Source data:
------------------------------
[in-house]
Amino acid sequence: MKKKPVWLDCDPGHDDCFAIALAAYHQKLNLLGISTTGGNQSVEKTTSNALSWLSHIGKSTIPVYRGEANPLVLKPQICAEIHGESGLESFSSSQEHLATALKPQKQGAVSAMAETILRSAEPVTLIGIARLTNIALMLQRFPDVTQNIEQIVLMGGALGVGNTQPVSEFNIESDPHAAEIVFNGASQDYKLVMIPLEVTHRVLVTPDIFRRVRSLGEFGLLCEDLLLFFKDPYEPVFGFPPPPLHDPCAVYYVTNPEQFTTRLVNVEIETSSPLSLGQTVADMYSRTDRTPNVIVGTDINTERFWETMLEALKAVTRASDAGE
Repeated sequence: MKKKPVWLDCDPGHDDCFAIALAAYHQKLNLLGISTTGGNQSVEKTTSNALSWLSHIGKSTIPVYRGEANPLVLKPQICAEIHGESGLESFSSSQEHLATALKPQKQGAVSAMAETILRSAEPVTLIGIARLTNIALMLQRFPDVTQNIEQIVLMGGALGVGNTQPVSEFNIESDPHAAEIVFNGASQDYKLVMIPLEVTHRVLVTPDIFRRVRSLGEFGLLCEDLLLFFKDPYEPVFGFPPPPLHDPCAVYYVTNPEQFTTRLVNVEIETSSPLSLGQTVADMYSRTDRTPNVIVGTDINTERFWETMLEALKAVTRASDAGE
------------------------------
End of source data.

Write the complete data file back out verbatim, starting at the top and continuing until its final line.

[in-house]
Amino acid sequence: MKKKPVWLDCDPGHDDCFAIALAAYHQKLNLLGISTTGGNQSVEKTTSNALSWLSHIGKSTIPVYRGEANPLVLKPQICAEIHGESGLESFSSSQEHLATALKPQKQGAVSAMAETILRSAEPVTLIGIARLTNIALMLQRFPDVTQNIEQIVLMGGALGVGNTQPVSEFNIESDPHAAEIVFNGASQDYKLVMIPLEVTHRVLVTPDIFRRVRSLGEFGLLCEDLLLFFKDPYEPVFGFPPPPLHDPCAVYYVTNPEQFTTRLVNVEIETSSPLSLGQTVADMYSRTDRTPNVIVGTDINTERFWETMLEALKAVTRASDAGE
Repeated sequence: MKKKPVWLDCDPGHDDCFAIALAAYHQKLNLLGISTTGGNQSVEKTTSNALSWLSHIGKSTIPVYRGEANPLVLKPQICAEIHGESGLESFSSSQEHLATALKPQKQGAVSAMAETILRSAEPVTLIGIARLTNIALMLQRFPDVTQNIEQIVLMGGALGVGNTQPVSEFNIESDPHAAEIVFNGASQDYKLVMIPLEVTHRVLVTPDIFRRVRSLGEFGLLCEDLLLFFKDPYEPVFGFPPPPLHDPCAVYYVTNPEQFTTRLVNVEIETSSPLSLGQTVADMYSRTDRTPNVIVGTDINTERFWETMLEALKAVTRASDAGE